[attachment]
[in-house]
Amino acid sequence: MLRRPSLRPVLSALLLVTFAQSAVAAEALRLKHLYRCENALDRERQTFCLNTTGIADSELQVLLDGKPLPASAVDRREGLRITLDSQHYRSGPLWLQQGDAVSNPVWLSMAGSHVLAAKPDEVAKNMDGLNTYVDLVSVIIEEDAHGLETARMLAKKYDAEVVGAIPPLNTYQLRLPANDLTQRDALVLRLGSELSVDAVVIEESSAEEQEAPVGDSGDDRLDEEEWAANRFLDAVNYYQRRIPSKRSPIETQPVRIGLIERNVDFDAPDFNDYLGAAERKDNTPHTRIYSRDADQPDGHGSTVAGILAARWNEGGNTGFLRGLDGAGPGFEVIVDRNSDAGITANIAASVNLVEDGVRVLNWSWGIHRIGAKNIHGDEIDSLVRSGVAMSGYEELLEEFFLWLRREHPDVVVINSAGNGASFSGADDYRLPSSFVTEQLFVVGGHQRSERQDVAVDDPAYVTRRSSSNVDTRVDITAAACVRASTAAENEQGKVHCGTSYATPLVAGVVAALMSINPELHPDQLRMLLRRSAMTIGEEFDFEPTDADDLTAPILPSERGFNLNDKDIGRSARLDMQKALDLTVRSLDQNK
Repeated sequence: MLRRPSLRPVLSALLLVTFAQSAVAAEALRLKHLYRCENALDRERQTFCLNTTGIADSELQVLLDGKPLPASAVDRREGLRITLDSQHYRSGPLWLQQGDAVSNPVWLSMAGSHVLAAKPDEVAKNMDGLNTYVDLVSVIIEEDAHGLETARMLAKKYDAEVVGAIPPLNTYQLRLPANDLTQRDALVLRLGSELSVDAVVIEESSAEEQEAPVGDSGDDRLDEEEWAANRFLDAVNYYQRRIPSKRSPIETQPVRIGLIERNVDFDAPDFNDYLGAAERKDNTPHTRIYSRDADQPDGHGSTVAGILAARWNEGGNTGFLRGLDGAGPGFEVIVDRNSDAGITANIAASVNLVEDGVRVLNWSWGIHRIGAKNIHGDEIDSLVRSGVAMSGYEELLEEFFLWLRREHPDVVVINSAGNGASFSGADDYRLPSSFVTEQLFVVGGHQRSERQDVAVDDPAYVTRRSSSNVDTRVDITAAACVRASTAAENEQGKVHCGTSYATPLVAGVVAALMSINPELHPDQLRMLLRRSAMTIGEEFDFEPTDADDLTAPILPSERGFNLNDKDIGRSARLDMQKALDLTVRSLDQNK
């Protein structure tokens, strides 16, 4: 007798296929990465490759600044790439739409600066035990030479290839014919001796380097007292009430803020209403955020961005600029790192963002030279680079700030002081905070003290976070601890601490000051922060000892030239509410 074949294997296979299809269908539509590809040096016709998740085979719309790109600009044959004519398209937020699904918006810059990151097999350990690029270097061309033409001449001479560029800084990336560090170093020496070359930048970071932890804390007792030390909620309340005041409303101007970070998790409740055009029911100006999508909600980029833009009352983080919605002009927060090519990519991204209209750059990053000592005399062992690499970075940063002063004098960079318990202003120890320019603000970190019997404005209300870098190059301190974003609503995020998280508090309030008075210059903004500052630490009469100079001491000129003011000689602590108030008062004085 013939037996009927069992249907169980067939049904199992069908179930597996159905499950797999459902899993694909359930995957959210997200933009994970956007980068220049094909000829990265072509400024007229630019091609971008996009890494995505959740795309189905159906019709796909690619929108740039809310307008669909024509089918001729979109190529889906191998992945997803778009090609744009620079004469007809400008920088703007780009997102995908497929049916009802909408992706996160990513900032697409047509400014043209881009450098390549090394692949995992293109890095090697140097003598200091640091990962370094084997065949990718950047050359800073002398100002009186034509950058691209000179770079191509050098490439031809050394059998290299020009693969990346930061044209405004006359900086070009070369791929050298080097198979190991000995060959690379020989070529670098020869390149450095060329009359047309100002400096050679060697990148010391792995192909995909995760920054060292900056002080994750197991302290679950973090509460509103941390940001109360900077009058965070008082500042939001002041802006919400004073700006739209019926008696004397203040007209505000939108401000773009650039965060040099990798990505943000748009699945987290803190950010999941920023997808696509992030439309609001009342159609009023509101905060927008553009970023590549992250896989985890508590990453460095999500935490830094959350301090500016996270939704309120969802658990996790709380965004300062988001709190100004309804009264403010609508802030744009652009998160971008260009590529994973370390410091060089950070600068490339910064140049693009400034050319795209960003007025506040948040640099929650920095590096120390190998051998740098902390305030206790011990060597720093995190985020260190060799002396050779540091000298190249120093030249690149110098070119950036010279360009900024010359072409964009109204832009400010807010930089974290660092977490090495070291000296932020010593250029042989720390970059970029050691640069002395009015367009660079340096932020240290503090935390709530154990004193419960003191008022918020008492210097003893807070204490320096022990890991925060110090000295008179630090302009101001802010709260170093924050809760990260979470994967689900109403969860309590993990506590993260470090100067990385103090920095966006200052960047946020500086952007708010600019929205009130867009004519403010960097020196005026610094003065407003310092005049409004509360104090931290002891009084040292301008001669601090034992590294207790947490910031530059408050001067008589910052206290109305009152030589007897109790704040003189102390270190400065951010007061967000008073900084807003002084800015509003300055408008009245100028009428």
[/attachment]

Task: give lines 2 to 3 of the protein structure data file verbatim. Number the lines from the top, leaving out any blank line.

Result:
Amino acid sequence: MLRRPSLRPVLSALLLVTFAQSAVAAEALRLKHLYRCENALDRERQTFCLNTTGIADSELQVLLDGKPLPASAVDRREGLRITLDSQHYRSGPLWLQQGDAVSNPVWLSMAGSHVLAAKPDEVAKNMDGLNTYVDLVSVIIEEDAHGLETARMLAKKYDAEVVGAIPPLNTYQLRLPANDLTQRDALVLRLGSELSVDAVVIEESSAEEQEAPVGDSGDDRLDEEEWAANRFLDAVNYYQRRIPSKRSPIETQPVRIGLIERNVDFDAPDFNDYLGAAERKDNTPHTRIYSRDADQPDGHGSTVAGILAARWNEGGNTGFLRGLDGAGPGFEVIVDRNSDAGITANIAASVNLVEDGVRVLNWSWGIHRIGAKNIHGDEIDSLVRSGVAMSGYEELLEEFFLWLRREHPDVVVINSAGNGASFSGADDYRLPSSFVTEQLFVVGGHQRSERQDVAVDDPAYVTRRSSSNVDTRVDITAAACVRASTAAENEQGKVHCGTSYATPLVAGVVAALMSINPELHPDQLRMLLRRSAMTIGEEFDFEPTDADDLTAPILPSERGFNLNDKDIGRSARLDMQKALDLTVRSLDQNK
Repeated sequence: MLRRPSLRPVLSALLLVTFAQSAVAAEALRLKHLYRCENALDRERQTFCLNTTGIADSELQVLLDGKPLPASAVDRREGLRITLDSQHYRSGPLWLQQGDAVSNPVWLSMAGSHVLAAKPDEVAKNMDGLNTYVDLVSVIIEEDAHGLETARMLAKKYDAEVVGAIPPLNTYQLRLPANDLTQRDALVLRLGSELSVDAVVIEESSAEEQEAPVGDSGDDRLDEEEWAANRFLDAVNYYQRRIPSKRSPIETQPVRIGLIERNVDFDAPDFNDYLGAAERKDNTPHTRIYSRDADQPDGHGSTVAGILAARWNEGGNTGFLRGLDGAGPGFEVIVDRNSDAGITANIAASVNLVEDGVRVLNWSWGIHRIGAKNIHGDEIDSLVRSGVAMSGYEELLEEFFLWLRREHPDVVVINSAGNGASFSGADDYRLPSSFVTEQLFVVGGHQRSERQDVAVDDPAYVTRRSSSNVDTRVDITAAACVRASTAAENEQGKVHCGTSYATPLVAGVVAALMSINPELHPDQLRMLLRRSAMTIGEEFDFEPTDADDLTAPILPSERGFNLNDKDIGRSARLDMQKALDLTVRSLDQNK